BY NELSON MORAIS
The Greene County Commission's Records Committee was told Thursday that because of a missed deadline, the T. Elmer Cox Historical and Genealogical Library will not get the city and county funding needed to purchase a new microfilm reader/printer for the library.
The Town of Greeneville had promised to allocate $1,000 for the purchase of the reader/printer, but the one company that bid on it in December missed the deadline the town had imposed to receive bids.
That bid apparently came in 24 hours after the deadline, according to Don Miller, director of the genealogical library. The two other companies contacted by the city did not submit bids for the reader/printer, Miller said.
The Greene County government had already allocated $3,500 for the purchase of the new reader/printer for the library. Based on the commitment from the county, the city had agreed to "front" an additional $2,500 that they would later deduct from the city's budget for the genealogical library, in the next fiscal year, chairman Kevin Morrison said.
However, Morrison said he was hopeful that the Greene County Commission will reauthorize $3,500 for the reader/printer when they meet on Tuesday.
Following that commitment, Greeneville's Board of Mayor and Aldermen is expected to follow suit, approve its portion of the funding, and again send out offers for bids to three or more companies, according to Morrison.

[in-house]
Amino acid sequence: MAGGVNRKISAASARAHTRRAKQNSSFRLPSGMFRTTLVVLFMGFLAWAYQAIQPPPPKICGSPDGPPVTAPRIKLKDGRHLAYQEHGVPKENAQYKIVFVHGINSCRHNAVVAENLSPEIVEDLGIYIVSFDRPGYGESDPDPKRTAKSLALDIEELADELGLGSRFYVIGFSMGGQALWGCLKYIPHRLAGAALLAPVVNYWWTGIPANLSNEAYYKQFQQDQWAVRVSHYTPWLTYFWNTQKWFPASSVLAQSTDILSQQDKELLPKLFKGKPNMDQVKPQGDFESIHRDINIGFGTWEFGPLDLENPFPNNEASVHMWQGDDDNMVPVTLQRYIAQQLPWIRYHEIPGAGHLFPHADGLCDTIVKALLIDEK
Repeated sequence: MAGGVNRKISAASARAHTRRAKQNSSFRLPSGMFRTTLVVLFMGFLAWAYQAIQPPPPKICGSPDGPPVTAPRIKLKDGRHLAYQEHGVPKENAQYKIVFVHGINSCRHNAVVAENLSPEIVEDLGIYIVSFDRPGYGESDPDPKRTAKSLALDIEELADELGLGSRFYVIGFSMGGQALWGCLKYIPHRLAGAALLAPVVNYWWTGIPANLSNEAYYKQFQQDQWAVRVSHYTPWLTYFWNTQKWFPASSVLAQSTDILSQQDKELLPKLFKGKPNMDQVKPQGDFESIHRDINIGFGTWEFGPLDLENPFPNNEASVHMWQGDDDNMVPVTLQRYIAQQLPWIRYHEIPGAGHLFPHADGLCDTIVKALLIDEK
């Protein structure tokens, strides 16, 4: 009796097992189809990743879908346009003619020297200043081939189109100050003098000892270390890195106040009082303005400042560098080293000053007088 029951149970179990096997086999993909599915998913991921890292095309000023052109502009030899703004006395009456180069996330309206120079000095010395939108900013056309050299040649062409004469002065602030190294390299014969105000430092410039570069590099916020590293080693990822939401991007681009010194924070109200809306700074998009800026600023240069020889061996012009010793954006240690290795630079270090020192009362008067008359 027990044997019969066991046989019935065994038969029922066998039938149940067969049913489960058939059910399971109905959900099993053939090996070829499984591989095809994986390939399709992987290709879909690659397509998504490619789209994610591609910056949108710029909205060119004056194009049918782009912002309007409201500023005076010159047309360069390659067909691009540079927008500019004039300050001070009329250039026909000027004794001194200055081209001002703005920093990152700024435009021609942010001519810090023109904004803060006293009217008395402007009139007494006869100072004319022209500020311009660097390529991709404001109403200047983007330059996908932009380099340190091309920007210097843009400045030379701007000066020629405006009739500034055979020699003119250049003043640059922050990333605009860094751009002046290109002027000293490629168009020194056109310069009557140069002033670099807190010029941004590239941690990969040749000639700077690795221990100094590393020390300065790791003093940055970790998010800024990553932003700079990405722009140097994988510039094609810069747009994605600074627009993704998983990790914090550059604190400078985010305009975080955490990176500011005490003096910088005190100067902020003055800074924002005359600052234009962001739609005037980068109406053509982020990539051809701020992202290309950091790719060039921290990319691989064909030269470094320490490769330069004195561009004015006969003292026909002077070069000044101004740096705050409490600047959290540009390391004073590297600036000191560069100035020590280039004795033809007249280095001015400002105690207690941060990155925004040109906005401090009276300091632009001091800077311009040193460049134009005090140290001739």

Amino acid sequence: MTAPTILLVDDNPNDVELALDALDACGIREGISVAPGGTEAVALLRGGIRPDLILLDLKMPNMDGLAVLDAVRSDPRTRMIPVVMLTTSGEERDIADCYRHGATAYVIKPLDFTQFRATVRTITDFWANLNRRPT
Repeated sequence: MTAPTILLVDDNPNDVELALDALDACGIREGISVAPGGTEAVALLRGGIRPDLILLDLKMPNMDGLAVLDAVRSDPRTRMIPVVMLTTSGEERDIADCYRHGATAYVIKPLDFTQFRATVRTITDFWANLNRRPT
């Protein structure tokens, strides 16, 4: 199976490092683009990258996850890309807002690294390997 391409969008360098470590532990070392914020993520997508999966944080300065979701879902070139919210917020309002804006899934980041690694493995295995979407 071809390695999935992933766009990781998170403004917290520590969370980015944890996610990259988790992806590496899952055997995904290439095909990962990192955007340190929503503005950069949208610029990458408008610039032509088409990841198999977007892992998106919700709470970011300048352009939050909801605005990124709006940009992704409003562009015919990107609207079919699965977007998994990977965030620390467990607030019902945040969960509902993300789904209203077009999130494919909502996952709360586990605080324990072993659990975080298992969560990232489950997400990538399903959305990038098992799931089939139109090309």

Miller said that the sole bidding company he expected to win the bid "didn't get their information (a written bid offer) to the city by Dec. 29, so the city refused to honor the bid."
In separate action, the records committee approved two motions.
One motion stated that Register of Deeds Joy Rader would turn over to Miller "any and all remaining microfilm records of deeds and other documents."
Following that motion's passage, Rader turned over eight rolls of microfilm to Miller that she had kept in her office.
In a second motion, the committee agreed to request $1,000 from the Greene County Commission's budget and finance committee to purchase acid-free folders for the genealogical library.
Miller said the additional acid-free folders would be needed to store loose original circuit court records, most dating from 1860 through 1900.